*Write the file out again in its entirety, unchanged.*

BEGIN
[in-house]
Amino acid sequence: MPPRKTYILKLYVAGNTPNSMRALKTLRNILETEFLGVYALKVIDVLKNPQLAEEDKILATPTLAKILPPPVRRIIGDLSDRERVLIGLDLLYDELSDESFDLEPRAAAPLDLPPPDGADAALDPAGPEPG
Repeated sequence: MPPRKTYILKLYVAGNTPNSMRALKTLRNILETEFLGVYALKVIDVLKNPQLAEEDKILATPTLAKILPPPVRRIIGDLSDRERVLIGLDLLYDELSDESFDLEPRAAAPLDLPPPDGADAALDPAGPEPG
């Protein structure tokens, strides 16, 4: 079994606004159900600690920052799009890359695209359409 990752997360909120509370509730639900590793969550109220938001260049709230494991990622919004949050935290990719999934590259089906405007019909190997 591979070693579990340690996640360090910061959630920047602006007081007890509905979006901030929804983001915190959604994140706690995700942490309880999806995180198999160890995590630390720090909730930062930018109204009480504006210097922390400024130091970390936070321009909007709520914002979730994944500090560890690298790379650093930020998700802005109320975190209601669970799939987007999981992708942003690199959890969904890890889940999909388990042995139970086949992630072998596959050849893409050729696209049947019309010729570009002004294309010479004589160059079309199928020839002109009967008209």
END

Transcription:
[in-house]
Amino acid sequence: MPPRKTYILKLYVAGNTPNSMRALKTLRNILETEFLGVYALKVIDVLKNPQLAEEDKILATPTLAKILPPPVRRIIGDLSDRERVLIGLDLLYDELSDESFDLEPRAAAPLDLPPPDGADAALDPAGPEPG
Repeated sequence: MPPRKTYILKLYVAGNTPNSMRALKTLRNILETEFLGVYALKVIDVLKNPQLAEEDKILATPTLAKILPPPVRRIIGDLSDRERVLIGLDLLYDELSDESFDLEPRAAAPLDLPPPDGADAALDPAGPEPG
């Protein structure tokens, strides 16, 4: 079994606004159900600690920052799009890359695209359409 990752997360909120509370509730639900590793969550109220938001260049709230494991990622919004949050935290990719999934590259089906405007019909190997 591979070693579990340690996640360090910061959630920047602006007081007890509905979006901030929804983001915190959604994140706690995700942490309880999806995180198999160890995590630390720090909730930062930018109204009480504006210097922390400024130091970390936070321009909007709520914002979730994944500090560890690298790379650093930020998700802005109320975190209601669970799939987007999981992708942003690199959890969904890890889940999909388990042995139970086949992630072998596959050849893409050729696209049947019309010729570009002004294309010479004589160059079309199928020839002109009967008209």